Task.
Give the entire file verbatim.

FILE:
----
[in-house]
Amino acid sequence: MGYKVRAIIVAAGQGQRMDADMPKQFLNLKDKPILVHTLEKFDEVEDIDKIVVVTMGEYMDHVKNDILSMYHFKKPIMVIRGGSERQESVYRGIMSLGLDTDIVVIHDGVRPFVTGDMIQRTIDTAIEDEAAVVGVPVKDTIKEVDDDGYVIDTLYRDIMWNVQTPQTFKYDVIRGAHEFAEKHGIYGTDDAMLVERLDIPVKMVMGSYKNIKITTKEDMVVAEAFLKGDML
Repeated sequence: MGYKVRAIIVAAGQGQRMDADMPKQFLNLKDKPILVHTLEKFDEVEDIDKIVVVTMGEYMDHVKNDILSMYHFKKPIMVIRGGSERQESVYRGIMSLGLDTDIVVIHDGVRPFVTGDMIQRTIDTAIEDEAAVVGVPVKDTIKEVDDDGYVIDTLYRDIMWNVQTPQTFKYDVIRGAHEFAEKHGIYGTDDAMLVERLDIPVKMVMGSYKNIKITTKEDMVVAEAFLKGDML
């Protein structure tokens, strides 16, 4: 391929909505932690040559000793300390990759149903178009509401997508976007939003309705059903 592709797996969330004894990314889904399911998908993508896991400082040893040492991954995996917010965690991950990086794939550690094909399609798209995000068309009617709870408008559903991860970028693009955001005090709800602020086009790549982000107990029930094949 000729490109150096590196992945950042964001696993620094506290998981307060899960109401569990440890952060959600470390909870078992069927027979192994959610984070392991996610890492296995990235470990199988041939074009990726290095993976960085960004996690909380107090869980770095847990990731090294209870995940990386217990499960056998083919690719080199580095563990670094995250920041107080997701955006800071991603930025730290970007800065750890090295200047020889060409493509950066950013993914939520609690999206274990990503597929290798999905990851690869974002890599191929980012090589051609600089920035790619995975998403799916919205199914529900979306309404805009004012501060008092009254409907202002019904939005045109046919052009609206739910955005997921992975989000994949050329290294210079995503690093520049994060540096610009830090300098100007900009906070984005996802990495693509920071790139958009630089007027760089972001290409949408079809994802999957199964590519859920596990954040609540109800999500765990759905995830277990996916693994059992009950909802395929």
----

[in-house]
Amino acid sequence: MGYKVRAIIVAAGQGQRMDADMPKQFLNLKDKPILVHTLEKFDEVEDIDKIVVVTMGEYMDHVKNDILSMYHFKKPIMVIRGGSERQESVYRGIMSLGLDTDIVVIHDGVRPFVTGDMIQRTIDTAIEDEAAVVGVPVKDTIKEVDDDGYVIDTLYRDIMWNVQTPQTFKYDVIRGAHEFAEKHGIYGTDDAMLVERLDIPVKMVMGSYKNIKITTKEDMVVAEAFLKGDML
Repeated sequence: MGYKVRAIIVAAGQGQRMDADMPKQFLNLKDKPILVHTLEKFDEVEDIDKIVVVTMGEYMDHVKNDILSMYHFKKPIMVIRGGSERQESVYRGIMSLGLDTDIVVIHDGVRPFVTGDMIQRTIDTAIEDEAAVVGVPVKDTIKEVDDDGYVIDTLYRDIMWNVQTPQTFKYDVIRGAHEFAEKHGIYGTDDAMLVERLDIPVKMVMGSYKNIKITTKEDMVVAEAFLKGDML
């Protein structure tokens, strides 16, 4: 391929909505932690040559000793300390990759149903178009509401997508976007939003309705059903 592709797996969330004894990314889904399911998908993508896991400082040893040492991954995996917010965690991950990086794939550690094909399609798209995000068309009617709870408008559903991860970028693009955001005090709800602020086009790549982000107990029930094949 000729490109150096590196992945950042964001696993620094506290998981307060899960109401569990440890952060959600470390909870078992069927027979192994959610984070392991996610890492296995990235470990199988041939074009990726290095993976960085960004996690909380107090869980770095847990990731090294209870995940990386217990499960056998083919690719080199580095563990670094995250920041107080997701955006800071991603930025730290970007800065750890090295200047020889060409493509950066950013993914939520609690999206274990990503597929290798999905990851690869974002890599191929980012090589051609600089920035790619995975998403799916919205199914529900979306309404805009004012501060008092009254409907202002019904939005045109046919052009609206739910955005997921992975989000994949050329290294210079995503690093520049994060540096610009830090300098100007900009906070984005996802990495693509920071790139958009630089007027760089972001290409949408079809994802999957199964590519859920596990954040609540109800999500765990759905995830277990996916693994059992009950909802395929």